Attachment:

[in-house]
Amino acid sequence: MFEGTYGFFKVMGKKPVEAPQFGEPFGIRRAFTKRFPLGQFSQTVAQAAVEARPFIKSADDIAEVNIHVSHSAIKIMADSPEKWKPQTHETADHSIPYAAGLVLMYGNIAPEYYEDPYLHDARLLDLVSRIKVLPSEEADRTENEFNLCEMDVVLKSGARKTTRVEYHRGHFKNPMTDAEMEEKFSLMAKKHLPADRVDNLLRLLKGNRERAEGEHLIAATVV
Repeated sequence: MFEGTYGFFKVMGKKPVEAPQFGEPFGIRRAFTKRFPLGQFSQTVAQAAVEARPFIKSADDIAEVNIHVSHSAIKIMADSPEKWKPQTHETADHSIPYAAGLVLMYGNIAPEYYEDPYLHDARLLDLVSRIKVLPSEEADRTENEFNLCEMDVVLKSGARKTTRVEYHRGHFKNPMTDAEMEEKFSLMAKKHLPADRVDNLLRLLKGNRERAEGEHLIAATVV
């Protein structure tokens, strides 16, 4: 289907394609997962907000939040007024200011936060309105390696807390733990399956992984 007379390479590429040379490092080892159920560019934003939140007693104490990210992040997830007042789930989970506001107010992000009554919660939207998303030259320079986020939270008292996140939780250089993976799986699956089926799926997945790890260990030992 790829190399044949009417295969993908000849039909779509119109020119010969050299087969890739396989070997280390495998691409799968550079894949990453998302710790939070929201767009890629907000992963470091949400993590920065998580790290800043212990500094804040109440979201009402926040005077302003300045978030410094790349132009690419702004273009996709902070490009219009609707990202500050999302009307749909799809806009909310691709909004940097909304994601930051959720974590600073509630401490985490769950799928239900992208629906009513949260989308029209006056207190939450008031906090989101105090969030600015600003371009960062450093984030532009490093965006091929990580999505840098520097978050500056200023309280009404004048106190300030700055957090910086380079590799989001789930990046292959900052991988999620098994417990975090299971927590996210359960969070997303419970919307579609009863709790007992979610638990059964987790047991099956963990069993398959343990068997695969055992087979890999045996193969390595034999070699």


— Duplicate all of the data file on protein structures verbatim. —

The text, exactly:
[in-house]
Amino acid sequence: MFEGTYGFFKVMGKKPVEAPQFGEPFGIRRAFTKRFPLGQFSQTVAQAAVEARPFIKSADDIAEVNIHVSHSAIKIMADSPEKWKPQTHETADHSIPYAAGLVLMYGNIAPEYYEDPYLHDARLLDLVSRIKVLPSEEADRTENEFNLCEMDVVLKSGARKTTRVEYHRGHFKNPMTDAEMEEKFSLMAKKHLPADRVDNLLRLLKGNRERAEGEHLIAATVV
Repeated sequence: MFEGTYGFFKVMGKKPVEAPQFGEPFGIRRAFTKRFPLGQFSQTVAQAAVEARPFIKSADDIAEVNIHVSHSAIKIMADSPEKWKPQTHETADHSIPYAAGLVLMYGNIAPEYYEDPYLHDARLLDLVSRIKVLPSEEADRTENEFNLCEMDVVLKSGARKTTRVEYHRGHFKNPMTDAEMEEKFSLMAKKHLPADRVDNLLRLLKGNRERAEGEHLIAATVV
């Protein structure tokens, strides 16, 4: 289907394609997962907000939040007024200011936060309105390696807390733990399956992984 007379390479590429040379490092080892159920560019934003939140007693104490990210992040997830007042789930989970506001107010992000009554919660939207998303030259320079986020939270008292996140939780250089993976799986699956089926799926997945790890260990030992 790829190399044949009417295969993908000849039909779509119109020119010969050299087969890739396989070997280390495998691409799968550079894949990453998302710790939070929201767009890629907000992963470091949400993590920065998580790290800043212990500094804040109440979201009402926040005077302003300045978030410094790349132009690419702004273009996709902070490009219009609707990202500050999302009307749909799809806009909310691709909004940097909304994601930051959720974590600073509630401490985490769950799928239900992208629906009513949260989308029209006056207190939450008031906090989101105090969030600015600003371009960062450093984030532009490093965006091929990580999505840098520097978050500056200023309280009404004048106190300030700055957090910086380079590799989001789930990046292959900052991988999620098994417990975090299971927590996210359960969070997303419970919307579609009863709790007992979610638990059964987790047991099956963990069993398959343990068997695969055992087979890999045996193969390595034999070699």